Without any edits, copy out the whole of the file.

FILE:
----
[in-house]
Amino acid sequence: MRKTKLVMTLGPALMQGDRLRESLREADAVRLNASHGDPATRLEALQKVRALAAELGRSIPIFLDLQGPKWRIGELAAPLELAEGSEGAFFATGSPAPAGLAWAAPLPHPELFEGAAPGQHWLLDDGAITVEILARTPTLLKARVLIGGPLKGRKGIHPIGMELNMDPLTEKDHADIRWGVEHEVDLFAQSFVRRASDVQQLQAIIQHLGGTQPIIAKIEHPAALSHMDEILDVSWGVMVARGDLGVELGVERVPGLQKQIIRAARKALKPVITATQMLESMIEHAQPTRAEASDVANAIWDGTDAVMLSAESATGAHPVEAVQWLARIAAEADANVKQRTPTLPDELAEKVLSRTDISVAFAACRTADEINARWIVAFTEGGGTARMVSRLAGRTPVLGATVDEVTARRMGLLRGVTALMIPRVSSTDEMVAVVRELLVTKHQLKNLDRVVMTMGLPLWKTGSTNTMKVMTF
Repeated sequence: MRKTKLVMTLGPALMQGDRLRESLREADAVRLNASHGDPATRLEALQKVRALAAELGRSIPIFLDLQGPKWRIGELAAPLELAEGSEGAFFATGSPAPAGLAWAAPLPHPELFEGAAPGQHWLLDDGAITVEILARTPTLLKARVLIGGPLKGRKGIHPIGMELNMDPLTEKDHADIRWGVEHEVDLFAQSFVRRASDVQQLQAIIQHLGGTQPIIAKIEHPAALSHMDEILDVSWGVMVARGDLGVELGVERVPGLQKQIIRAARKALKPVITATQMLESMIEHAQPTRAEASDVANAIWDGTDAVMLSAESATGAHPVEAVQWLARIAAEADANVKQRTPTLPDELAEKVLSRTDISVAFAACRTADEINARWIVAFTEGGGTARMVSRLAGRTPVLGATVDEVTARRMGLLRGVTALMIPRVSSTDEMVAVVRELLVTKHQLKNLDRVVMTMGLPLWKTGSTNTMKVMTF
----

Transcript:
[in-house]
Amino acid sequence: MRKTKLVMTLGPALMQGDRLRESLREADAVRLNASHGDPATRLEALQKVRALAAELGRSIPIFLDLQGPKWRIGELAAPLELAEGSEGAFFATGSPAPAGLAWAAPLPHPELFEGAAPGQHWLLDDGAITVEILARTPTLLKARVLIGGPLKGRKGIHPIGMELNMDPLTEKDHADIRWGVEHEVDLFAQSFVRRASDVQQLQAIIQHLGGTQPIIAKIEHPAALSHMDEILDVSWGVMVARGDLGVELGVERVPGLQKQIIRAARKALKPVITATQMLESMIEHAQPTRAEASDVANAIWDGTDAVMLSAESATGAHPVEAVQWLARIAAEADANVKQRTPTLPDELAEKVLSRTDISVAFAACRTADEINARWIVAFTEGGGTARMVSRLAGRTPVLGATVDEVTARRMGLLRGVTALMIPRVSSTDEMVAVVRELLVTKHQLKNLDRVVMTMGLPLWKTGSTNTMKVMTF
Repeated sequence: MRKTKLVMTLGPALMQGDRLRESLREADAVRLNASHGDPATRLEALQKVRALAAELGRSIPIFLDLQGPKWRIGELAAPLELAEGSEGAFFATGSPAPAGLAWAAPLPHPELFEGAAPGQHWLLDDGAITVEILARTPTLLKARVLIGGPLKGRKGIHPIGMELNMDPLTEKDHADIRWGVEHEVDLFAQSFVRRASDVQQLQAIIQHLGGTQPIIAKIEHPAALSHMDEILDVSWGVMVARGDLGVELGVERVPGLQKQIIRAARKALKPVITATQMLESMIEHAQPTRAEASDVANAIWDGTDAVMLSAESATGAHPVEAVQWLARIAAEADANVKQRTPTLPDELAEKVLSRTDISVAFAACRTADEINARWIVAFTEGGGTARMVSRLAGRTPVLGATVDEVTARRMGLLRGVTALMIPRVSSTDEMVAVVRELLVTKHQLKNLDRVVMTMGLPLWKTGSTNTMKVMTF